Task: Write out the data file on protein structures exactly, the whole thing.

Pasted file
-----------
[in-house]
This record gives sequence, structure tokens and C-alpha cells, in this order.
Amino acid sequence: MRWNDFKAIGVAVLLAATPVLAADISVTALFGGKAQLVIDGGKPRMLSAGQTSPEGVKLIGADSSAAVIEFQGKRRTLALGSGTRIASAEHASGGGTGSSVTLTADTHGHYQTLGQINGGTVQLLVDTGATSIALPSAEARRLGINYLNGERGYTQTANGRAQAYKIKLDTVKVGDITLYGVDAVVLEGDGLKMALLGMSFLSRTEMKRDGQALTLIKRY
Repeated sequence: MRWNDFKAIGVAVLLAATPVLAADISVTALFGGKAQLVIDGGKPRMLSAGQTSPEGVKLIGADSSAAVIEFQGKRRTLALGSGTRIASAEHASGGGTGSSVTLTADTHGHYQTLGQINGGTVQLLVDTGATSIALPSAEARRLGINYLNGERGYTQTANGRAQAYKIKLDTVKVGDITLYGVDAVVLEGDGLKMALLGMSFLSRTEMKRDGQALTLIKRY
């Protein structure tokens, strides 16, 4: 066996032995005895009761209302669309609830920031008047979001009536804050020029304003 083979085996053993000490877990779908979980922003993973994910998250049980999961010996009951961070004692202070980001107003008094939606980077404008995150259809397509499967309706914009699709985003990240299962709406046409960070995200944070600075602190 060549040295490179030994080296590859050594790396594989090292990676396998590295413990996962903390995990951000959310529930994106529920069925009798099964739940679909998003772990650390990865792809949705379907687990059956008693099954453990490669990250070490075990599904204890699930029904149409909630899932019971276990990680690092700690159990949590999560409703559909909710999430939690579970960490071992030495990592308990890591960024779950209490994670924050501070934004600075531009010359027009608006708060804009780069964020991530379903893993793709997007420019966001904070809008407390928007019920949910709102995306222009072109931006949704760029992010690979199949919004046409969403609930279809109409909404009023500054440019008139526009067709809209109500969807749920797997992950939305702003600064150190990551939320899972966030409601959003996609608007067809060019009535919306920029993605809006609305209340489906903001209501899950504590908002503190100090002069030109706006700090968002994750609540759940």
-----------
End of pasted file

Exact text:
[in-house]
This record gives sequence, structure tokens and C-alpha cells, in this order.
Amino acid sequence: MRWNDFKAIGVAVLLAATPVLAADISVTALFGGKAQLVIDGGKPRMLSAGQTSPEGVKLIGADSSAAVIEFQGKRRTLALGSGTRIASAEHASGGGTGSSVTLTADTHGHYQTLGQINGGTVQLLVDTGATSIALPSAEARRLGINYLNGERGYTQTANGRAQAYKIKLDTVKVGDITLYGVDAVVLEGDGLKMALLGMSFLSRTEMKRDGQALTLIKRY
Repeated sequence: MRWNDFKAIGVAVLLAATPVLAADISVTALFGGKAQLVIDGGKPRMLSAGQTSPEGVKLIGADSSAAVIEFQGKRRTLALGSGTRIASAEHASGGGTGSSVTLTADTHGHYQTLGQINGGTVQLLVDTGATSIALPSAEARRLGINYLNGERGYTQTANGRAQAYKIKLDTVKVGDITLYGVDAVVLEGDGLKMALLGMSFLSRTEMKRDGQALTLIKRY
């Protein structure tokens, strides 16, 4: 066996032995005895009761209302669309609830920031008047979001009536804050020029304003 083979085996053993000490877990779908979980922003993973994910998250049980999961010996009951961070004692202070980001107003008094939606980077404008995150259809397509499967309706914009699709985003990240299962709406046409960070995200944070600075602190 060549040295490179030994080296590859050594790396594989090292990676396998590295413990996962903390995990951000959310529930994106529920069925009798099964739940679909998003772990650390990865792809949705379907687990059956008693099954453990490669990250070490075990599904204890699930029904149409909630899932019971276990990680690092700690159990949590999560409703559909909710999430939690579970960490071992030495990592308990890591960024779950209490994670924050501070934004600075531009010359027009608006708060804009780069964020991530379903893993793709997007420019966001904070809008407390928007019920949910709102995306222009072109931006949704760029992010690979199949919004046409969403609930279809109409909404009023500054440019008139526009067709809209109500969807749920797997992950939305702003600064150190990551939320899972966030409601959003996609608007067809060019009535919306920029993605809006609305209340489906903001209501899950504590908002503190100090002069030109706006700090968002994750609540759940």